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Perovskite-based photovoltaic devices are making their way from laboratory to market, while progress in the synthesis of colloidal lead-halide perovskite nanocrystals will have impact on a broad range of applications, from displays to single photon emitters. In this Focus issue, we overview recent developments in fundamental and applied research on metal halide perovskite materials, and host a discussion on the open questions regarding the mechanisms leading to the unique behaviour of these materials.
Whether you like exploring the mysteries of light–matter interactions, playing with a versatile chemical platform, or developing the most efficient devices, metal halide perovskites could be the materials for you.
Solar cells based on metal halide perovskites continue to approach their theoretical performance limits thanks to worldwide research efforts. Mastering the materials properties and addressing stability may allow this technology to bring profound transformations to the electric power generation industry.
Claudine Katan, Aditya D. Mohite and Jacky Even discuss the possible impact of various entropy contributions (stochastic structural fluctuations, anharmonicity and lattice softness) on the optoelectronic properties of halide perovskite materials and devices.
Kiyoshi Miyata and X.-Y. Zhu analyse the ferroelectric-like dielectric response of lead halide perovskites in the terahertz region and discuss the potential role of polar nanodomains in accounting for the defect tolerance and low recombination rates of these materials.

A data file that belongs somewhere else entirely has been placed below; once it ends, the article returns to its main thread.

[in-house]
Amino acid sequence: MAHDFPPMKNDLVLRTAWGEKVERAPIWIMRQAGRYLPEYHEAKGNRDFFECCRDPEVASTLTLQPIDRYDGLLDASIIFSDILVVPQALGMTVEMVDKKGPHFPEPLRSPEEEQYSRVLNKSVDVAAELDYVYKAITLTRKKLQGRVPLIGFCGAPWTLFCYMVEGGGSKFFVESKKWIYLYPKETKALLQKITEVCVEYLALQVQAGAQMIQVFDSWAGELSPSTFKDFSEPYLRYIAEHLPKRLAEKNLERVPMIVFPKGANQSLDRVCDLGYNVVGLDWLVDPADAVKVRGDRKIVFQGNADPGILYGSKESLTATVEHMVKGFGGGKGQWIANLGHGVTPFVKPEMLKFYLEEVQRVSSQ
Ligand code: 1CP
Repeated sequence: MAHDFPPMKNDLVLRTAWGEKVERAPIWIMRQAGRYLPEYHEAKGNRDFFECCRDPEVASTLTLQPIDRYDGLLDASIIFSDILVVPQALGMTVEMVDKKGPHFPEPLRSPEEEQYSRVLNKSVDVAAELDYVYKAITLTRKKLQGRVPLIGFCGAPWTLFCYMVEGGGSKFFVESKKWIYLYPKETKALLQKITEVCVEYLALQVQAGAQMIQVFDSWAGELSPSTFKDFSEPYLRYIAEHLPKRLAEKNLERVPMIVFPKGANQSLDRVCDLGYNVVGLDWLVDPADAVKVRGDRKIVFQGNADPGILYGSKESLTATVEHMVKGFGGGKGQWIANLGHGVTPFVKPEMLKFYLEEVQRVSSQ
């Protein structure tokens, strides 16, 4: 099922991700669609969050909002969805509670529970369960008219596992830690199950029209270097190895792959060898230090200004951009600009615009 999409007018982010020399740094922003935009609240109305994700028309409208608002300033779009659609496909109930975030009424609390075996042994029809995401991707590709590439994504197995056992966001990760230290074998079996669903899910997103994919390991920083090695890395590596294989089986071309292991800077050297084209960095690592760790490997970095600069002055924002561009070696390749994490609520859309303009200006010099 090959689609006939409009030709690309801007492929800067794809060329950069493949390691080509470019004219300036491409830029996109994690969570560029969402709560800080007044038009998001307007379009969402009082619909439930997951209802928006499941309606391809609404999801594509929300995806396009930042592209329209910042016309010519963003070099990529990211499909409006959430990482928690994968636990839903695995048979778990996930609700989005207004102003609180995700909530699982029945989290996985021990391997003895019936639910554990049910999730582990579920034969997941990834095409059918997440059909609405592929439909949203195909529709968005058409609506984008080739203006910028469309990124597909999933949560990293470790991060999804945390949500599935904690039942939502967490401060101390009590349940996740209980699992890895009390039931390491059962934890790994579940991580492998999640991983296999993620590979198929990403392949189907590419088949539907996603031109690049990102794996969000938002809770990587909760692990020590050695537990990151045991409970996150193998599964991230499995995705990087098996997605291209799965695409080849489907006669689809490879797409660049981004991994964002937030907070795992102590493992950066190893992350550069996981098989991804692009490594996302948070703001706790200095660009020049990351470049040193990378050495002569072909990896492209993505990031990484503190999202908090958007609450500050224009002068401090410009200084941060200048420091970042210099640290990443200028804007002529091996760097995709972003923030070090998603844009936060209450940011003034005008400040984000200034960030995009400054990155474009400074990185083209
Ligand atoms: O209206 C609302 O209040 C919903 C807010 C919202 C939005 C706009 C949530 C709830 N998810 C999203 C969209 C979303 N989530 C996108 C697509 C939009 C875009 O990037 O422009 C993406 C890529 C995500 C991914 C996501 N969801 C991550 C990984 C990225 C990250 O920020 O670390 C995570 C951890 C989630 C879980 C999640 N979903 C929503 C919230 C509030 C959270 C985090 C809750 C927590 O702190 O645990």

Heavy atoms and crystal or inversion symmetry breaking may promote Rashba effects in halide perovskites. Sam Stranks and Paulina Plochocka propose experiments to assess the existence of these effects and their implications on the photophysics of perovskites.
Charge carriers in metal halide perovskites seem to be only marginally affected by defect-related trap states. Filippo De Angelis and Annamaria Petrozza suggest that the key to this behaviour lies in the redox chemistry of halide defects.
Lead-halide perovskites have entered the family of colloidal nanocrystals, showing excellent optical properties and easy synthesizability. This Review provides an insight into their chemical versatility, stability challenges and use in optoelectronics.
The ionic conductivity of methylammonium lead iodide is enhanced up to two orders of magnitude when the material is exposed to light. This effect may also have implications for the photostability of perovskites.